Characters divorced from the story?

Hi there,

Something I've noticed in 5e is that characters (and by extension, the players) seem to be divorced from the story that is told around the table.

Here is why I think this is the case. Please note this is for lower level characters (and presumably the level that new players will try):
- Classes tend to be fairly mechanically similar doing about the same damage and accuracy. Having mechanically similar classes makes me feel like it doesn't really matter whether I'm a crazed barbarian, a stoic monk or a vicious backstabber. What is in my head bears little resemblance to what my character is doing. My individual doesn't have specializations in combat or social situations, so my individual is fairly meaningless.
- Frequent character death. When my character dies every session or two, it means me as a player is being told by the system "don't get attached or care about your character." As a DM it means you can't let the player be important to a story because they'll be dead soon.

In the current edition the story seems to be focused on the players. What they do, how they do it, and their consequences seem important and frequently crucial to what will happen in the next session, unless they are in the middle of a dungeon to get to the big boss at the end there.

There is the notion of "session zero" to set the tone and figure out character motivations, to make an interesting character that he player wants to see grow and succeed. Between mechanical blandness & frequent character negation this seems kinda pointless in 5e. Instead, the "session zero" in 5e would be setting out what the DM wants to do, and what the excuse will be why there is a constrant stream of new people appearing the moment one dies that the party should probably trust so the entire session isn't repeatedly roleplaying the same situation over and over again ("I'm suspicious of this new person - why should I trust you?")

Finally - is this all an unforseen extension of "battle should end in 3 rounds, and battles should be measured in quantity not quality"?

Am I misunderstanding the goal of 5e, or do the rules just not match the intentions?
I think your analysis of what the rules do may be correct but your interpretation of the effect is really just a matter of your own preferences.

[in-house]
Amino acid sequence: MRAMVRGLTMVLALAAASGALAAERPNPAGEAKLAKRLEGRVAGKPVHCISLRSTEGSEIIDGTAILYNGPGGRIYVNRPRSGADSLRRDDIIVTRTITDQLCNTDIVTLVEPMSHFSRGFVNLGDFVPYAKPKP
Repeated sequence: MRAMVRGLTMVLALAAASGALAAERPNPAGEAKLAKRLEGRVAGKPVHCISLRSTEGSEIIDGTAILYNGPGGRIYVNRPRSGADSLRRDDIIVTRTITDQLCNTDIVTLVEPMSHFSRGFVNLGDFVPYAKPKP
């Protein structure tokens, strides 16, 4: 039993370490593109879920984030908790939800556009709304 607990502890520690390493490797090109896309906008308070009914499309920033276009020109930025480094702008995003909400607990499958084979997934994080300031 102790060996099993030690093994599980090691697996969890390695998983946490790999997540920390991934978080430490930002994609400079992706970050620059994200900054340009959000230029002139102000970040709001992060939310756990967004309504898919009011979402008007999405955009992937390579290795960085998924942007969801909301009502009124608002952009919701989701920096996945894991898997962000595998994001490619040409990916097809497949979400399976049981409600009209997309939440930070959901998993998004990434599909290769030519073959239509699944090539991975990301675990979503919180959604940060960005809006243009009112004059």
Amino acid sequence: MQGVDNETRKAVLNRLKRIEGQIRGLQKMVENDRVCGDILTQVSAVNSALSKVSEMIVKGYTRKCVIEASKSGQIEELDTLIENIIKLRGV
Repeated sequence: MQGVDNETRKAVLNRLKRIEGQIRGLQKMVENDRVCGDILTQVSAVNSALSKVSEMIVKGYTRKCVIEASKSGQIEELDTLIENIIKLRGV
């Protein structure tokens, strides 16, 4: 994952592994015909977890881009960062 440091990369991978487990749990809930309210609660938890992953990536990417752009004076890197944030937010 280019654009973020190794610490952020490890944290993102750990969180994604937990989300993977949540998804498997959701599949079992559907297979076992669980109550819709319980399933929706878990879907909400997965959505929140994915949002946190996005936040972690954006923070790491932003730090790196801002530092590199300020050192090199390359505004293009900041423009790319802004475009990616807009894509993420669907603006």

As for battle length,  I find the shorter battles a blast of fresh air.   I don't see though why the big battle necessarily has to be short.   I just like the idea that every battle is not a good fight and that it should end fairly quickly while still mattering.   This is why daily design is important.  With encounter focused design small battles don't matter.

 

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I agree entirely that short battles were really fun, and that the gave me a better sense of the story. Sometimes in 4e it was hard to keep track of the story, because there'd be 20 minutes of story then 2 hours of combat.

What I don't like is the high rate of mortality, or that "short battle" means "use the same 'at will' attack until everything is dead or fled or surrended" at times, and one combat is much like the next. It doesn't matter if I fought undead zombies or wolves, they do 1d6 damage and I do 1d6+4 then they do 1d6 damage then I do 1d6+4 then they die or I die by that second round.
Mortality rate is a factor of two things.  Player skill and lethality of game.  

Once you are hit the first time what do you do?  Do you always seek favorable terrain like narrow hallways versus big open rooms?  A lot of this tactical thinking is what makes the game fun.  Just standing and swinging generally isn't.   This is probably why 4e people hailed the advent of powers.  Because before they were just swinging.   I never had that issue.

My players are hyper skilled so I want a game that makes them afraid for their characters.  But I can see where for a lot of people this is too much.  Would just starting a bit higher level help?

 

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If you want your characters to die less, make the game easier.  The DM has complete and total control over this.  For example, if the first fight involves an ambush by 100 kobolds, the game will be lethal.  If the first fight involves the PCs ambushing a group of 2 kobolds, less so.

In terms of characters feeling the same, I feel the complete opposite of you.  Here is what characters have at level 1 (not counting differences like HP, armor, and weapons, which go a long way toward differentiating characters):

Barbarian: Rage, Reckless Attack, Thick Hide
Cleric: Channel Divinity, Spellcasting (including at-will spells), Deity
Druid: Circle Initiate, Spellcasting, Wild Shape
Fighter: Feat, Expertise, Death Dealer, Superior Defense
Monk: Ki, Martial Arts, Mindful Defense, Monastic Tradition
Paladin: Channel Divinity, Divine Grace, Divine Sense, Oath, Spellcasting
Ranger: Favored Enemy, Spellcasting, Track
Rogue: Sneak Attack, Scheme (giving you 2 skills, 3 feats, a way of gaining advantage, and skill mastery)
Wizard: Arcane Recovery, Spellcasting (including at-will spells), Tradition of Wizardy

To me, these are all very different and all feel like the class from level 1.
I agree entirely that short battles were really fun, and that the gave me a better sense of the story. Sometimes in 4e it was hard to keep track of the story, because there'd be 20 minutes of story then 2 hours of combat.

What I don't like is the high rate of mortality, or that "short battle" means "use the same 'at will' attack until everything is dead or fled or surrended" at times, and one combat is much like the next. It doesn't matter if I fought undead zombies or wolves, they do 1d6 damage and I do 1d6+4 then they do 1d6 damage then I do 1d6+4 then they die or I die by that second round.